Q&A with Vintage Baby Knits Author Kristen Rengren

How did you learn to knit and what do you remember about the experience?

I learned to knit almost fifteen years ago in Lithuania, where I had gone to visit a friend in the dead of winter. She had just learned to knit and decided to teach me, too, since it was far too cold and dark to go outside. My first projects were a pair of fair isle gloves and a steeked baby sweater—we didn’t know that projects like that were hard, so we just dove in and muddled through them.

Which project in Vintage Baby Knits was the most fun to work on and why?

I enjoyed working on all the projects, but I have a special soft spot for the Liza Sideways Sacque. It was unusual to find a side-to-side sweater construction amongst the vintage patterns I collected, and it was great fun to knit the colorful stripes and the picot hem.

Which project in Vintage Baby Knits was the most challenging to work on and why?

The toy patterns were probably the most challenging patterns. The original directions were like a puzzle—one pattern used the phrase "at the same time" twelve times in one very long sentence!

Which project do you think is the cutest?

I think my hands-down favorite is the Stella Pixie Hat. Because the ribbing stretches so much, it can be successfully worn by anyone from a six-month-old to a ten-year-old, and it looks adorable on everyone who puts it on!

Do you like to make modern baby knits, too? Or are you a vintage purist?

I'm constantly designing new pieces, although all my original work is definitely inspired by vintage designs. I love looking at other people's new work, too, as there are so many innovations to see.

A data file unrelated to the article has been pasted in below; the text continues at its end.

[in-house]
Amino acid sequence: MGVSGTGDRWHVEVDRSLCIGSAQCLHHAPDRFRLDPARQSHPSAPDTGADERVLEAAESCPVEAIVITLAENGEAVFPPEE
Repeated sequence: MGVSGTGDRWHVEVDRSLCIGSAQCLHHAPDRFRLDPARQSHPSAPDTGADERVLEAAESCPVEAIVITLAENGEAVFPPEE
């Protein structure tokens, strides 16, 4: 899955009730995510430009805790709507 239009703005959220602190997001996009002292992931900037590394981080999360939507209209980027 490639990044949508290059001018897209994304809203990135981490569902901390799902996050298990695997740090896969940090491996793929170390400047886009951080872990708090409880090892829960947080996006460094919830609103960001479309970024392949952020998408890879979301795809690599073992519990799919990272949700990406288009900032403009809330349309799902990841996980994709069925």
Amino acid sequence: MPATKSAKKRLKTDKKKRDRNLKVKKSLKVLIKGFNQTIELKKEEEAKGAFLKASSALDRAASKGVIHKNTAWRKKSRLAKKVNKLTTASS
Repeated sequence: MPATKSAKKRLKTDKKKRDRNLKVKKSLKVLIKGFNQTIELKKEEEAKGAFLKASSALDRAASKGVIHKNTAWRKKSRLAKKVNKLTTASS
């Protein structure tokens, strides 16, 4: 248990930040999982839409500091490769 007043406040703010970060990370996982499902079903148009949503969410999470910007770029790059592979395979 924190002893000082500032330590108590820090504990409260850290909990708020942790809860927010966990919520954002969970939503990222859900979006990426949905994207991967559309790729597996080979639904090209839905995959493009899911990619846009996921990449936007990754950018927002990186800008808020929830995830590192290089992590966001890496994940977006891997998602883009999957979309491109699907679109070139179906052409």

What was the most challenging part of working on Vintage Baby Knits? The most rewarding?

The biggest challenge was choosing the patterns to include from so many amazing options. I could write another whole book on the same subject and never repeat a single idea. Another challenging aspect was rewriting the patterns for the modern knitters; some needed extensive revisions, and others had to be created from scratch with just a picture and some bare-bones instructions. Once the patterns were selected and written, it was all smooth sailing.

I would say that the most rewarding aspect was in knowing that these designs were being saved from the proverbial dustbin of history. I love them, and it makes me very happy to think that a fresh batch of people will be knitting them again after all these years.

If you could use only one adjective to describe your book, what would it be?


When you were a child, what did you imagine you would be when you grew up?

I wanted to be a horse-racing jockey until I turned out to be the tallest kindergartner in my class. After that, my first job choice was always artist, so I guess I've gotten to fulfill that childhood dream!

If you could spend an afternoon knitting with one person in history, who would it be?

Without a doubt, it would be Eleanor Roosevelt. She has always been a heroine to me, even before I learned to knit. In addition to her amazing contributions to society and her championship for the poor and disaffected, she led enormous efforts to recruit knitters for charity drives and for knitting to support the military. She changed the world not only through her actions and words but through her needles, too, and I have enormous respect for that.

What are you making now?

I like to have a lot of different projects on the needles at once. I'm working on one vintage project (an adult version of the Pearl Shrug in Vintage Baby Knits, which was initially part of a matching mother-daughter set) and on two adult sweaters of my own design (a sportweight cardigan with staghorn cables, and a lacy cardigan made from sock yarn). The cardigans will both take me forever, but I just love the finished product when you work with fine, soft yarns. I'm also working on a Madeira lace baby dress in a lovely silk-wool blend.